He stopped by our table and stared at Saiman. Jim’s voice was melodiously smooth and he spoke softly, but his words dripped malice. “If you leave now, alone, the Beast Lord will grant you safe passage.”
Saiman laughed, a quiet humorless sound. “I hardly need his assurances. I’m very much enjoying my date, and I plan to enjoy the rest of my night in Kate’s company.”
Jim leaned to me, pronouncing the words with crisp exactness. “Do you require assistance?”
Yes. Yes, I do. Please whack the dimwit next to me upside his head, knock him out, and help me carry him out of here. I unclenched my teeth. “No.”
A triumphant smile played on Saiman’s lips. Just one sucker punch and he’d be picking his teeth out of that perfect hair.
Jim leaned closer. “If you want to leave without him, I’ll make it happen.” A green sheen rolled over his eyes.
“I’m obligated to stay with him for the evening. But I appreciate the offer.”
Jim nodded and withdrew.
If fury generated heat, I’d be boiled from inside out. Desperate times called for desperate measures. I scraped together what little feminine wiles I had left and touched Saiman’s hand. “Saiman, please let’s go. As a favor to me.”
He paused with a glass halfway to his mouth. “I’m looking forward to tormenting him a bit more, once he emerges.”
Idiot, idiot, idiot. “You’ve made your point already and I’m tired and stressed out. I just want to go and have a cup of coffee in my kitchen.”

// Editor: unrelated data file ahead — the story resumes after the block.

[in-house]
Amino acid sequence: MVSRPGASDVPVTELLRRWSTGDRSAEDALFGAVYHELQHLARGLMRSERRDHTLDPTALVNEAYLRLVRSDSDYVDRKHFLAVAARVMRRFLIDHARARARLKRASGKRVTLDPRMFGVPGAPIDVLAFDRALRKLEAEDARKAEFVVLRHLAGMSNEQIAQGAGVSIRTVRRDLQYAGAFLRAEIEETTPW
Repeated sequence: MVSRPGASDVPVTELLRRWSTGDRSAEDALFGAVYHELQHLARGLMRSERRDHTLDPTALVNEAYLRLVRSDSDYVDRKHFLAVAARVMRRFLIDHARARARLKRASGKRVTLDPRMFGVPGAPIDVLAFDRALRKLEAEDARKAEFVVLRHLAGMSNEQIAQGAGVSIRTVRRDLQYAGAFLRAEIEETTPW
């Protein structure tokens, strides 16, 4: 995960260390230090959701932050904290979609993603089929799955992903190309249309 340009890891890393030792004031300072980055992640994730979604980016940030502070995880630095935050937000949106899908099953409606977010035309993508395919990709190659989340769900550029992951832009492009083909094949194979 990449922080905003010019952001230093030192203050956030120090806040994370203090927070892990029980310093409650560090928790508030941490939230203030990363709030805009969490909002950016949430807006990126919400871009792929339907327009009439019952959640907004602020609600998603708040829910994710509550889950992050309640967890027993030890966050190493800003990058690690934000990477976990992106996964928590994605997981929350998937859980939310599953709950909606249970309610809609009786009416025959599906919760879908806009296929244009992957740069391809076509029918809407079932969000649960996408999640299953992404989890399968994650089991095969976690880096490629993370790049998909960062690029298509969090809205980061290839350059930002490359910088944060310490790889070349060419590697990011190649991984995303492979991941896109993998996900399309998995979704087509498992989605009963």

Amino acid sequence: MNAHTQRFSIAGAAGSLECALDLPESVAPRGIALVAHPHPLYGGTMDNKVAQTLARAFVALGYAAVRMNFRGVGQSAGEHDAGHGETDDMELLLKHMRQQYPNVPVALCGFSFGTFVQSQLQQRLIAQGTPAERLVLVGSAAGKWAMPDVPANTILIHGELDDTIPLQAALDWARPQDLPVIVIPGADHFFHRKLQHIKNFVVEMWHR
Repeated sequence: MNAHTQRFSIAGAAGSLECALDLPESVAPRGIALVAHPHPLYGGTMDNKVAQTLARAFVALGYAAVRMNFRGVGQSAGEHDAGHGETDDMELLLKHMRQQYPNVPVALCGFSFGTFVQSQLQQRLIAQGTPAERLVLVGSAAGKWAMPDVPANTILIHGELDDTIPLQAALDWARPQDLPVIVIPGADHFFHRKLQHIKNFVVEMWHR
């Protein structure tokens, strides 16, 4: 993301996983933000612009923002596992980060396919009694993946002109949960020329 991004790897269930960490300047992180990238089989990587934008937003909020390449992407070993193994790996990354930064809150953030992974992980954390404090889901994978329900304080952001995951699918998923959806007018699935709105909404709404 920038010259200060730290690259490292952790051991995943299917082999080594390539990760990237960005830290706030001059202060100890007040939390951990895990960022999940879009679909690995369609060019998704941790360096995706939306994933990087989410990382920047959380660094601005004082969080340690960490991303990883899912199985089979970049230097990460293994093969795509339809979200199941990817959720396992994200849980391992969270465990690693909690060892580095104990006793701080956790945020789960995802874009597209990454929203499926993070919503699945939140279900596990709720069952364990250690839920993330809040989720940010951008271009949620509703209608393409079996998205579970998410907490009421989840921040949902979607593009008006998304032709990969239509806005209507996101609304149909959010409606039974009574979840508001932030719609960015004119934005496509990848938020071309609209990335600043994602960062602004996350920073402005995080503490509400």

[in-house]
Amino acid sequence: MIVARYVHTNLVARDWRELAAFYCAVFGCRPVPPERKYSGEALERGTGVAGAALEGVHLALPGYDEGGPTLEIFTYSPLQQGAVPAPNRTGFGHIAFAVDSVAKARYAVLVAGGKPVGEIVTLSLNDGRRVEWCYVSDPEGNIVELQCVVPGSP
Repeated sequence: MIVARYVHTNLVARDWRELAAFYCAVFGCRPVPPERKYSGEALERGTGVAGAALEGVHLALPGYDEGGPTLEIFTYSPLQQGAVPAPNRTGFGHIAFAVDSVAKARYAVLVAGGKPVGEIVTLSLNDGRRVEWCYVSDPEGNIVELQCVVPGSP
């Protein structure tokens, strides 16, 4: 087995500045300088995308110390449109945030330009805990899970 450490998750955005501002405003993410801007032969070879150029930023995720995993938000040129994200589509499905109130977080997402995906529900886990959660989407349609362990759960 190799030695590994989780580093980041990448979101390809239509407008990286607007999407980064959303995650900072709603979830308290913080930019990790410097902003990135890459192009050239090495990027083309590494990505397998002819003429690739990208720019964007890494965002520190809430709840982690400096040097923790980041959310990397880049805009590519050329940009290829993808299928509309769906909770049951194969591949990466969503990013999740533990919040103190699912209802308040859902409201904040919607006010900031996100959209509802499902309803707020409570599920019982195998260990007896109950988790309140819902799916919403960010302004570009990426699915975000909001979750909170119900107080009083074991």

His mind took a moment to work through the alcohol daze. He arched his eyebrows. “Are you inviting me for a private cup of coffee at your place?”
“Yes.” I’d give him a cup of coffee and a big helping of a knuckle sandwich. Generosity was a virtue and I was in the mood to be extremely virtuous.
Saiman made an exaggerated sigh. “I recognize it’s a bribe, but I would be a fool to decline.”
He paid the bill. With luck, the People and the Pack would remain cloistered for a little while longer.
We started down the staircase. I watched him like a hawk, expecting him to trip on the stairs, but he managed to descend with his usual elegance. Outwardly he showed no signs of inebriation. He didn’t stumble and his speech didn’t slur, which worked against him. Curran might be able to forgive a drunken man but not a sober one.
Outside, snow fell from the black sky, hiding the ground in a soft white blanket. Saiman raised his hand, and snowflakes swirled to his skin, trailing his fingers.
“Beautiful, aren’t they?”
“Very pretty.” I steered him to the vehicle.
We finally negotiated the parking lot. Saiman snapped his fingers, pulling the keys out of thin air.
“You shouldn’t drive,” I told him.
“On the contrary, I should.”
A normal human would be dead of alcohol poisoning by now. He wanted to drive. “Give me the keys.”
He considered it and dangled the keys before me. “What do I get if I let you drive?”
I felt the weight of someone’s gaze, as if a sniper had sighted my back through a rifle scope. I turned. The building loomed about thirty yards away. The double glass doors leading to the balcony swung open, and Curran walked out.